• Increased risk of overdose exists when drug users are unaware a drug they are ingesting contains fentanyl.

Clinical laboratory directors and pathology groups nationwide might want to follow the progress of test strip services at St. Ann’s Corner and Insite’s SIS. This twist on traditional POCT—using urine test strips to look for the presence of fentanyl in substances—could aid their own communities achieve public awareness, change behaviors, and save lives.

—Donna Marie Pocius

Related Information:

An Experiment Helps Heroin Users Test Their Street Drugs for Fentanyl

86% of Drugs Checked at Insite Contain Fentanyl

Fentanyl Deaths Are a Canada-wide Disaster

5 New Supervised Injections Sites Coming to Fight Vancouver’s Fentanyl Overdose Crisis

1,451 Tennesseans Die from Drug Overdoses in 2015

State Data Confirms Overdose Deaths Primarily White Opioid Users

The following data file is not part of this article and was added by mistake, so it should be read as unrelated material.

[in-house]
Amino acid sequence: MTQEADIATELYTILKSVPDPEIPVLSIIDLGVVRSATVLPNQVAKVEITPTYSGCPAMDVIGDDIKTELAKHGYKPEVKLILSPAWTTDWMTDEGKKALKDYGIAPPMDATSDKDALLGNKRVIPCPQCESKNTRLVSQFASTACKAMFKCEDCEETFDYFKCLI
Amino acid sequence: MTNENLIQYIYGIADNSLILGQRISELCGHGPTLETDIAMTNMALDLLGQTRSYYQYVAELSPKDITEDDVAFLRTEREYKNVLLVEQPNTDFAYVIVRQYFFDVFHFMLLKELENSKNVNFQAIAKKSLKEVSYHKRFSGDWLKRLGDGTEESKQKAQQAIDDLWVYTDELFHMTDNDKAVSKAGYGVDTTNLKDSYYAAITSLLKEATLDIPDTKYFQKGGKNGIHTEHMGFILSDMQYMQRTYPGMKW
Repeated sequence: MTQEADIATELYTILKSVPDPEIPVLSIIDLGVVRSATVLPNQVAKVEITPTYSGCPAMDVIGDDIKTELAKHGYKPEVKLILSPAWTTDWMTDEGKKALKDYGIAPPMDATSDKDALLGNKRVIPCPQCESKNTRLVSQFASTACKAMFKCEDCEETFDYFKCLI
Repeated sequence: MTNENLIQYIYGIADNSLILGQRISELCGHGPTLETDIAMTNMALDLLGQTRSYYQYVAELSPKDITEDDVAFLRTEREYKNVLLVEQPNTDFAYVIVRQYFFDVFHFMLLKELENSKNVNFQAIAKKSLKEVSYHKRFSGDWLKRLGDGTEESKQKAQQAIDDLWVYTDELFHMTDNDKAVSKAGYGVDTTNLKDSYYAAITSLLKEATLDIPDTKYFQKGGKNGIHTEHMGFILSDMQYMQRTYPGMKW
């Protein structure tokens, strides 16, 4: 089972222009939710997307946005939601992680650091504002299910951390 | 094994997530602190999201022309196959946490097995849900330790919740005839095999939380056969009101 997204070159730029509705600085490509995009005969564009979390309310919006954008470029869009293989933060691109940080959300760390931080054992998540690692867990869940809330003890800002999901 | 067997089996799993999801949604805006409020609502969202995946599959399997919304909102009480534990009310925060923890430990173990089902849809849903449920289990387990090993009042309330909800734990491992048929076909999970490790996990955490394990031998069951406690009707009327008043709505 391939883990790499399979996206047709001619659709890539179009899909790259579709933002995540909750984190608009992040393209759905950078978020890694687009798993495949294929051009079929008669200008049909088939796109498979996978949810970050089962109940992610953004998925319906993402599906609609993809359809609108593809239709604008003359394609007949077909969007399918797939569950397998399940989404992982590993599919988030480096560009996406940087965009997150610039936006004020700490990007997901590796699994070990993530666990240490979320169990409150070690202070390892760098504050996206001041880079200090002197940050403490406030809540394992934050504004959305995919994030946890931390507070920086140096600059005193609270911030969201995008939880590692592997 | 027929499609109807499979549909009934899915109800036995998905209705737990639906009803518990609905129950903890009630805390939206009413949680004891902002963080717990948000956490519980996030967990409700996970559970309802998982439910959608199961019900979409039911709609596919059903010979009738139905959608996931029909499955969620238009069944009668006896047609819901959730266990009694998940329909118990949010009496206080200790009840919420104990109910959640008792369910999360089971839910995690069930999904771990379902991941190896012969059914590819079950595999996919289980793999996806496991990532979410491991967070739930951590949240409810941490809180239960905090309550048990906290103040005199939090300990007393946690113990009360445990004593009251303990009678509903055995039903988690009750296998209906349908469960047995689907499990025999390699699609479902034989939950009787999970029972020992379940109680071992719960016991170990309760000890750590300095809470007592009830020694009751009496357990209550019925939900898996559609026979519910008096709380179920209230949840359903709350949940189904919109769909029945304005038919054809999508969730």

British Scientists Develop Urine Test that Can Quickly Reveal Health of a Person’s Eating Habits and Might Create New Markets for Clinical Laboratories

Since most patients do not accurately report what they eat, a new medical laboratory test could provide doctors and researchers with the ‘first independent indicator of the quality of a person’s diet’

It may soon be possible to measure the health of a person’s diet by use of a 5-minute diagnostic test recently developed by British scientists. The test can reveal the facts about how well a person eats and has the potential to find clinical value among medical professionals and in clinical laboratories.

What adds to the interest in this test is the widespread incidence of obesity in most developed nations around the world. It would be a useful tool for medical professionals who have wanted better ways to manage this health problem. (more…)